"Aaron [Swartz] was on the edge, he was ahead of everybody else and that's just not a comfortable place to be," says Brian Knappenberger, a documentary filmmaker who is behind a new film about Swartz's life called The Internet's Own Boy. Reason TV sat down with Knappenberger to talk about the film and a few of Swartz's ideas about freedom in the age of the Internet.
Swartz was a programming prodigy who helped create RSS and Creative Commons, and he co-founded Reddit. After selling Reddit to Condé Nast, Swartz turned his attention to political organizing, becoming a popular Internet activist who tried to bring attention to progressive causes and freedom on the web. In 2012, he helped bring attention to censorship issues in the Stop Online Piracy Act (SOPA) bill, a protest that culminated with top websites like Google, Wikipedia and Reddit blacking out their pages.
"He had a set of skills that he could put in the service of the public good and he didn't see a reason that if he had those skills that he shouldn't do that," says Knappenberger.
In 2013, Swartz took his own life after the U.S. Department of Justice charged him with two counts of wire fraud and 11 violations of the Computer Fraud and Abuse Act a few years prior for illegally downloading millions of academic research articles from JSTOR, a nonprofit company that sells such materials. The charges carried a maximum penalty of $1 million in fines and 35 years in prison.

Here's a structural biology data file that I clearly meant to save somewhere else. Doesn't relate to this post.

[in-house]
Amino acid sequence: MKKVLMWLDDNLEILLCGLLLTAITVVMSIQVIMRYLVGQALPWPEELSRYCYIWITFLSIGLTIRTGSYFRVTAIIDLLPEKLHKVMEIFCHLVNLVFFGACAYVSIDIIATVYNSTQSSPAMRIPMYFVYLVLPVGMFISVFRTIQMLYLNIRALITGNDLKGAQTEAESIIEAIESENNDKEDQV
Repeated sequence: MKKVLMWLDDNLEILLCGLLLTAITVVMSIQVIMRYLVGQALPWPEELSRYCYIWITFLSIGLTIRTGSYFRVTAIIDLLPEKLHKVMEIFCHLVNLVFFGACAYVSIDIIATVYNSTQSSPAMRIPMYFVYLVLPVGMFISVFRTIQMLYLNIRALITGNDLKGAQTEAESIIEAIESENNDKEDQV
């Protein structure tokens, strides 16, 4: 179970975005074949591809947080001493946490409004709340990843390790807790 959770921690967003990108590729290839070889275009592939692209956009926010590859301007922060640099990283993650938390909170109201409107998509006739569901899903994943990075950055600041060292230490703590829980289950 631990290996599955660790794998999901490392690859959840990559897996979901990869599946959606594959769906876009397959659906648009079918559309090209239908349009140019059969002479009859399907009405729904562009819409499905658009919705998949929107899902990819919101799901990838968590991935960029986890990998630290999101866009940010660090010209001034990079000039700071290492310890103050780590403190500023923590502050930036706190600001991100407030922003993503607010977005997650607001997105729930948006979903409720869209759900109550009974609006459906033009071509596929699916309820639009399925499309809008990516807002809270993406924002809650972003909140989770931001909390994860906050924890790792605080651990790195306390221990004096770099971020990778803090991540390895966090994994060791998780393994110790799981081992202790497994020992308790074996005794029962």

"And this is research that is paid for by taxpayers or research that was already in the public domain," says Knappenberg, who says the Justice Department may have tried to make an example of Swartz. "Honestly, the vast majority of things that Aaron was doing seemed to be political organizing, so what were they trying to deter?"
Knappenberger was the producer and director of the 2012 documentary We Are Legion: The Story of the Hacktivists and has produced documentaries for Bloomberg, Frontline, and PBS. The Internet's Own Boy is available for download and is in selected theaters June 27, 2014.
Produced by Paul Detrick. Shot by Zach Weissmuller and Will Neff. Music by Podington Bear.
About 8:00 minutes.
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